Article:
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As I continue to mature (and those that know me well will recognize with me that I have a long way to go) I am becoming more and more convinced of the importance of the rule of faith in guiding my life, especially when it comes to interpretations of scripture and where I draw lines of fellowship.  And as I continue to mature I am becoming more convinced that as faith communities we should spend more time uniting around a core set of beliefs instead of arguing over what in many ways are minor areas of interpretation.  If we did this, we would do a better job of living into Jesus’s prayer in John 17 “that all of my people might be one.”

Let me explain.  The rule of faith is not something that is talked about often but has been a major part of Christianity since the very beginning.  Almost all Christian faith communities today would profess in some way a belief in the authority of scripture and use it to help guide their decision making process.  And yet most faith communities argue within themselves and with outsiders about how those very scriptures should be interpreted.  Most of us have been taught to think logically and critically and yet it has become apparent to anyone who has the courage to admit it that while all Christians go to scripture seeking to understand it as best they can we all come away with different understandings.  A simple example can be found in John 13 when Jesus washes the disciples feet and proclaims now that I have done this you should to.  Some faith groups see this as a clear command and believe we must practice foot washing today while others see it as an example of servant leadership.  No agreement can be reached, and sadly too often unity is destroyed.  Yet both groups are trying to faithfully understand scripture and have pure intentions.  Many might assume this example is a minor one, but what if the situation in question is women speaking publicly in a church gathering on Sunday.  Some interpreters favor 1 Corinthians 11. Others favor 1 Corinthians 14. Both are honestly trying to deal with scripture but they can not agree.  Again, they often find themselves at odds and unity is destroyed. They can not remain in fellowship, often assuming the opposing group doesn’t really love Jesus or believe in the Bible.

But what if we based our unity and understandings around the rule of faith?  Could we not unite on that and leave room for differing opinions in other areas of interpretation?

So what is the rule of faith?  The rule of faith is the basic fundamental teaching that the church has passed down from generation to generation since the time of the apostles.  It is what Paul may call, “those matters of first importance.”  It is the understanding that God created the world, that sin corrupted it, and that God has gone about the process of restoring relationship with us.  It is a belief that Jesus, who is divine, also came in the flesh, lived, died, and rose again on the third day.  And it is the recognition that those who believe in this Jesus and follow his teachings will inherit salvation.  That basic understanding has been passed down by the church for nearly 2000 years and that basic understanding, while possibly an over simplification, sums up the majority of theology that any Christian group believes.  It is that basic understanding that guided the early church.  Remember, the early church did not have a New Testament.  The New Testament, as we know it, was not finalized until sometime in the fourth century.  While there were commonly recognized books in different areas, those lists did not agree.  How did the church find unity?  How did they know what to believe?  They were guided by the rule of faith.  Does this teaching conform to the rule of faith?  Does it agree with our basic understanding of truth as revealed in Jesus Christ?  The rule of faith becomes the lens through which all interpretations must pass.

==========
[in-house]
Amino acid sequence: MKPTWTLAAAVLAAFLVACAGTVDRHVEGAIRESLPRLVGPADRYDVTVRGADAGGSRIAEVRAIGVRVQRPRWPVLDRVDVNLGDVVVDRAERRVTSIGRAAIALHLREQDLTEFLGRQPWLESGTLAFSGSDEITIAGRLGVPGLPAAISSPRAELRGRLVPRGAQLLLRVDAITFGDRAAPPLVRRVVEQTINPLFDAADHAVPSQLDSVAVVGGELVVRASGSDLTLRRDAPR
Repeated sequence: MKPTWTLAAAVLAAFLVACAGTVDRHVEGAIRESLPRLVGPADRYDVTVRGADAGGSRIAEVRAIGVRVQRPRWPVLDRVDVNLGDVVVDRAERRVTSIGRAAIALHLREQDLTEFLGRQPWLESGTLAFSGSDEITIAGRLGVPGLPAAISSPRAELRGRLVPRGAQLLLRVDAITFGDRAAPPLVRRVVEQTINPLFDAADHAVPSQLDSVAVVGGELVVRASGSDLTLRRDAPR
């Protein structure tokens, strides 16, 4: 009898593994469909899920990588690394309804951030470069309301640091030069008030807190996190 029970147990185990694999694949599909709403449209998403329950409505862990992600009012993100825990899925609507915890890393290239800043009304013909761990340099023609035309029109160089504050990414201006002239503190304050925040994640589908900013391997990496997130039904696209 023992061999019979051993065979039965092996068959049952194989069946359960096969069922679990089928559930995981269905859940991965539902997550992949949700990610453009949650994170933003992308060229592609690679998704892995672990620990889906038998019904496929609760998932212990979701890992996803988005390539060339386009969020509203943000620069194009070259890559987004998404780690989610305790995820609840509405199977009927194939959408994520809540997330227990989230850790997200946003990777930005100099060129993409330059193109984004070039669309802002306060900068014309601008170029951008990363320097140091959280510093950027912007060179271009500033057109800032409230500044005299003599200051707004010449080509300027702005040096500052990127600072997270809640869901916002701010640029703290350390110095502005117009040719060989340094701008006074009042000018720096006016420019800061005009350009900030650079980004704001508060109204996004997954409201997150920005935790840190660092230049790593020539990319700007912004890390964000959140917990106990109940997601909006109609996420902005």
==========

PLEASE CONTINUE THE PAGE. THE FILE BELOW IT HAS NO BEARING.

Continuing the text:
So, does this mean any interpretation goes?  That I can just read the Bible and make things up?  Of course not.  I still need to read the Bible critically.  I need to try and understand Greek and Hebrew and search for the author’s original intent and meaning.  But, it’s a recognition that there is room for differing opinions.  It’s an understanding that if someone interprets a scripture different than me, as long as it doesn’t violate the rule of faith, it can be just as valid as my interpretation.  It’s realizing that as long as we agree on the basic story of scripture we can disagree on what the thousand year reign in Revelation is talking about or whether Genesis 1 is seven literal days or whether it’s merely representative; we can still be in fellowship together.

Now, I fully admit it can be scary to read scripture this way because we (I) like to have all of the answers and this makes interpretation more nebulous.  But I’ve come to understand, I don’t have to know all the answers.  And the people I’m trying to reach with the gospel, those that are truly unchurched, don’t need every detail figured out. They simply need the basic story of scripture.  They need someone who believes in Jesus to love them just as they are. And, they need to see a Christian community that is united and not divided.  “I pray that they may be one so that the world will believe that you sent me.”